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Safety voice and safety listening during aviation accidents: cockpit voice recordings reveal that speaking-up to power is not enough

Noort, Mark C., Reader, Tom W. and Gillespie, Alex ORCID: 0000-0002-0162-1269 (2021) Safety voice and safety listening during aviation accidents: cockpit voice recordings reveal that speaking-up to power is not enough. Safety Science, 139. ISSN 0925-7535

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Identification Number: 10.1016/j.ssci.2021.105260

Abstract

Safety voice is theorised as an important factor for mitigating accidents, but behavioural research during actual hazards has been scant. Research indicates power distance and poor listening to safety concerns (safety listening) suppresses safety voice. Yet, despite fruitful hypotheses and training programs, data is based on imagined and simulated scenarios and it remains unclear to what extent speaking-up poses a genuine problem for safety management, how negative responses shape the behaviour, or how this can be explained by power distance. Moreover, this means it remains unclear how the concept of safety voice is relevant for understanding accidents. To address this, 172 Cockpit Voice Recorder transcripts of historic aviation accidents were identified, integrated into a novel dataset (n = 14,128 conversational turns), coded in terms of safety voice and safety listening and triangulated with Hofstede's power distance. Results revealed that flight crew spoke-up in all but two accidents, provided the first direct evidence that power distance and safety listening explain variation in safety voice during accidents, and indicated partial effectiveness of CRM training programs because safety voice and safety listening changed over the course of history, but only for low power distance environments. Thus, findings imply that accidents cannot be assumed to emerge from a lack of safety voice, or that the behaviour is sufficient for avoiding harm, and indicate a need for improving interventions across environments. Findings underscore that the literature should be grounded in real accidents and make safety voice more effective through improving ‘safety listening’.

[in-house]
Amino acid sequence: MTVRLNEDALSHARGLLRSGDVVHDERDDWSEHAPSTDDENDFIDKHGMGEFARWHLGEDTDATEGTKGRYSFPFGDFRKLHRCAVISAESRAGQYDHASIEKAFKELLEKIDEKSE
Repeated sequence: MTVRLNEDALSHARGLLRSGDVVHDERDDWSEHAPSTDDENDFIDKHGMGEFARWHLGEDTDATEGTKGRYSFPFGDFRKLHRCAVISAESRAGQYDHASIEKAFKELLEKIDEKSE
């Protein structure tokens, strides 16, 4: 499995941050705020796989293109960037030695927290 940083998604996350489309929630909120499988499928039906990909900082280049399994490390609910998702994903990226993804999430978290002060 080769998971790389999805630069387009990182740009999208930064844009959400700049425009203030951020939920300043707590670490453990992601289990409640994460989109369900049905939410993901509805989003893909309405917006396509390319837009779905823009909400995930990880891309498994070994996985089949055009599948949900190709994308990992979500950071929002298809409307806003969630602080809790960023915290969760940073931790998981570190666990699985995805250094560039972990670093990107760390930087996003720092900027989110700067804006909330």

Item Type: Article
Additional Information: Publisher Copyright: © 2021 Copyright: Copyright 2021 Elsevier B.V., All rights reserved.
Divisions: Psychological and Behavioural Science
Date Deposited: 15 Apr 2021 13:15
Last Modified: 20 Sep 2021 04:12
URI: http://eprints.lse.ac.uk/id/eprint/109877

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